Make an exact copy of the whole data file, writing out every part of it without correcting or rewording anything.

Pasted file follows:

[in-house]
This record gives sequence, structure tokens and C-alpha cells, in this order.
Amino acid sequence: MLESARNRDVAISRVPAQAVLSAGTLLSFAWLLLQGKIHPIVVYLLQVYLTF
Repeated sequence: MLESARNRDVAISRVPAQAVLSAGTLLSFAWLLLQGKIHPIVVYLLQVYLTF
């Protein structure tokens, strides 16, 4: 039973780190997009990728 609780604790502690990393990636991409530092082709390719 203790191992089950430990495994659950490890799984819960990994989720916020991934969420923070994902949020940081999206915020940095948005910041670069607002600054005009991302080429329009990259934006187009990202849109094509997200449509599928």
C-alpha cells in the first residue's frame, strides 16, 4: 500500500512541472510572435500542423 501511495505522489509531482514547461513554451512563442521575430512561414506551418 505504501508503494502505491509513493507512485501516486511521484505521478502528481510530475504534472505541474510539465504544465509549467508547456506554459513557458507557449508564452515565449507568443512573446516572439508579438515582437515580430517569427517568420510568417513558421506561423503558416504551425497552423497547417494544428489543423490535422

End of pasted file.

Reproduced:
[in-house]
This record gives sequence, structure tokens and C-alpha cells, in this order.
Amino acid sequence: MLESARNRDVAISRVPAQAVLSAGTLLSFAWLLLQGKIHPIVVYLLQVYLTF
Repeated sequence: MLESARNRDVAISRVPAQAVLSAGTLLSFAWLLLQGKIHPIVVYLLQVYLTF
């Protein structure tokens, strides 16, 4: 039973780190997009990728 609780604790502690990393990636991409530092082709390719 203790191992089950430990495994659950490890799984819960990994989720916020991934969420923070994902949020940081999206915020940095948005910041670069607002600054005009991302080429329009990259934006187009990202849109094509997200449509599928």
C-alpha cells in the first residue's frame, strides 16, 4: 500500500512541472510572435500542423 501511495505522489509531482514547461513554451512563442521575430512561414506551418 505504501508503494502505491509513493507512485501516486511521484505521478502528481510530475504534472505541474510539465504544465509549467508547456506554459513557458507557449508564452515565449507568443512573446516572439508579438515582437515580430517569427517568420510568417513558421506561423503558416504551425497552423497547417494544428489543423490535422